GearComments Off on Should You Invest in Large Aperture Lenses That Have f/2.8 or Larger?
Buying a beautiful f/2.8 lens zoom is tempting. Large apertures are always better. If you’re using primes, a f/1.8 or f/1.4 is even better. But is that expensive large aperture lens really necessary for your photography?
The first lens I bought next to the one I got with my camera was the beautiful white Canon EF 70-200mm f/2.8L IS USM. Its name is a mouth full, basically meaning it has that amazing f/2.8 aperture over the complete focal range. It is white, it is large, it is heavy, it looked good on the camera, and people were impressed by this huge white expensive looking lens.
Gear, MirrorlessComments Off on Would You Buy an Olympus O-MD E-M1 Mark III Instead of a Sony a7 III?
The launch of the new Olympus O-MD E-M1 Mark III has reminded the world that micro four-thirds is not dead, and right now, it’s almost exactly the same price as the Sony a7 III. If you were in the market, which would you buy?
Over on B&H Photo right now, there’s a dollar difference in price between these two cameras, though if you opt for the Olympus, you are buying a camera with a much, much longer name. That said, in a world when full-frame offers so much, why would you ever want the smaller sensor? This entertaining video from Vistek makes a compelling case for the Olympus, and clearly it’s a tool that definitely fits well under certain circumstances.
GearComments Off on A Review of the Sony FE 200-600mm f/5.6-6.3 G OSS Lens
We would all love to have the absolutely astounding supertelephoto primes that the pros use, but with prices well into five figures, they are simply not in the cards for most of us. Luckily, in the last few years, companies have been releasing better and better long zooms at more affordable prices. This great review takes a look at the Sony FE 200-600mm f/5.6-6.3 G OSS lens.
Gear, MirrorlessComments Off on Is Fuji About to Release the X-T4 and Two Other New Cameras?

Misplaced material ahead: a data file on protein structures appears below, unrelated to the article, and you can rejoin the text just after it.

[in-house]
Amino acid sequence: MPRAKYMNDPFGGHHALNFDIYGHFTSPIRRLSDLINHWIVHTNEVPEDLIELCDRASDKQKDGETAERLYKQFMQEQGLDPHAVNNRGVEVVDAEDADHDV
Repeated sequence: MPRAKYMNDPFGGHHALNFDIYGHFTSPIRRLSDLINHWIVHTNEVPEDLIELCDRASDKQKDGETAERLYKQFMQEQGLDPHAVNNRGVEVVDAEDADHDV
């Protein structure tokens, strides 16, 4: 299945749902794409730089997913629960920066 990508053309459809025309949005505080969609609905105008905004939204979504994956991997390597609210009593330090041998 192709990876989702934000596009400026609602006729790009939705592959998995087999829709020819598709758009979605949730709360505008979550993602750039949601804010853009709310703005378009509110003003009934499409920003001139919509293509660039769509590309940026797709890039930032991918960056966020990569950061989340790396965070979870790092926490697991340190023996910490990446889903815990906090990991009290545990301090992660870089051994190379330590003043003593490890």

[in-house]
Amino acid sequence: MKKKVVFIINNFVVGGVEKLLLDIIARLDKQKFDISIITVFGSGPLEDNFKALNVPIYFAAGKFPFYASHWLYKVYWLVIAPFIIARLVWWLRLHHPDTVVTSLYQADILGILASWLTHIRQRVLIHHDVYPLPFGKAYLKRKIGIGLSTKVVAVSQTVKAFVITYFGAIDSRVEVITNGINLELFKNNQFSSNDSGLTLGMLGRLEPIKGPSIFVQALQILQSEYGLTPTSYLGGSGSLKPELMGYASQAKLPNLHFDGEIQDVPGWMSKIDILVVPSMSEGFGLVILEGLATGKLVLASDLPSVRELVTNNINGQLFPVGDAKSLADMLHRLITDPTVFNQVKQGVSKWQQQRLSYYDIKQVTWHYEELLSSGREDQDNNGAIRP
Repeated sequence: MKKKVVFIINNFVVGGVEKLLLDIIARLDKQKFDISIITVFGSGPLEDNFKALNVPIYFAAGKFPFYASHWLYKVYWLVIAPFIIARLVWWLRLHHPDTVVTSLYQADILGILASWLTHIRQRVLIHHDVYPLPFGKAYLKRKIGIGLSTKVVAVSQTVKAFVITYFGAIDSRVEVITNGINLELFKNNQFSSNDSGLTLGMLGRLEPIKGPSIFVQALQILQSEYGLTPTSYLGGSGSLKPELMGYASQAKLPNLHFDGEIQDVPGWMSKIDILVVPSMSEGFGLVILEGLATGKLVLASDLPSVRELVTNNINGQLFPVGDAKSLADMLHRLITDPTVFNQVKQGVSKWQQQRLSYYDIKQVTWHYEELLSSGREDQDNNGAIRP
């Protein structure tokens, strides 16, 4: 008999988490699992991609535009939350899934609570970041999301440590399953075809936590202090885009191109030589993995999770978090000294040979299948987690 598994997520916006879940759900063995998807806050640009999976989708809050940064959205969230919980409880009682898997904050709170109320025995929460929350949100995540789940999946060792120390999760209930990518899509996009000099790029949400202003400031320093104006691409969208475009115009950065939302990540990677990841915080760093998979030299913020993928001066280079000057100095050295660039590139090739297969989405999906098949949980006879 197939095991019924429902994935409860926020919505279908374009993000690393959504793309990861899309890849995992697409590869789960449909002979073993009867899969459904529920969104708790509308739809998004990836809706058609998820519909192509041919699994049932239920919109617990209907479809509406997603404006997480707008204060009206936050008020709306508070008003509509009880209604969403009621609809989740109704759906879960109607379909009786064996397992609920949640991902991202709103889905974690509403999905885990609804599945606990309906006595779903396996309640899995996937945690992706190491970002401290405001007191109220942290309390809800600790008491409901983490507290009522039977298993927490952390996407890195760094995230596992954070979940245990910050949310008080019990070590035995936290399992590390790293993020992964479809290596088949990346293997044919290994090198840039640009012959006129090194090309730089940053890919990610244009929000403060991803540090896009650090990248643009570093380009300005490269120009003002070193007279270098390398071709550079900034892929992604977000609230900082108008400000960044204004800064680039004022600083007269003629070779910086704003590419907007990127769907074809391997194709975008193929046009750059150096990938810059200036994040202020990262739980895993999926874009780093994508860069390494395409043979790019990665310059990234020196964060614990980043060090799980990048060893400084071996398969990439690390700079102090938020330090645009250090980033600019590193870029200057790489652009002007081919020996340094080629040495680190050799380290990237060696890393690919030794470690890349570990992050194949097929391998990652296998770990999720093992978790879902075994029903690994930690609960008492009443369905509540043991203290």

It appears that Fuji may have a busy couple of months coming up, with rumors that the X-T4, X100V, and X-T200 may be announced as soon as February 4. Is Fuji beginning to match Sony’s aggressive release schedule? Will we see some major changes to the successor of the incredibly popular X-T3?
FujiAddict reports that the X-T4 will be ⅓ of an inch thicker and up to 5 oz heavier than its predecessor, also touting 6K 60p with 10-bit internal recording and a fully articulating screen. The larger size would make sense, as the smart money is betting on the X-T4 having in-body image stabilization, one of the few features that videographers felt was missing from the X-T3. It would also accommodate a larger battery, which will be greatly welcomed by Fuji shooters used to carrying a handful of NP-W126S batteries with them, a model that’s been used across a wide range of Fuji bodies for several years now.
Canon’s mirrorless lenses have been quite successful for the company, offering impressive optical quality that sets the bar quite high. However, Canon fans are still waiting for a stronger mirrorless body that pushes the boundaries a bit more from the company. The good news is that it seems that will be changing soon, as the company is likely to release two new mirrorless cameras in the coming months.
GearComments Off on Zeiss Milvus 100mm f/2M ZF.2 Macro Lens Review
I couldn’t find a great deal about this lens online, so I thought I would film a review with a of mixture of test shots and looking at how I have used the lens in my own portfolio. Here are my thoughts.
From a Canon shooters point of view, the Carl Zeiss Milvis f.2m Macros lens is a more expensive offering than the own brand’s pro line. It doesn’t have as many features due to a lack of true 1:1 marco, autofocus, and image stabilization. So, this lens is certainly not a versatile tool. However, it does offer a lot for a certain type of photographer.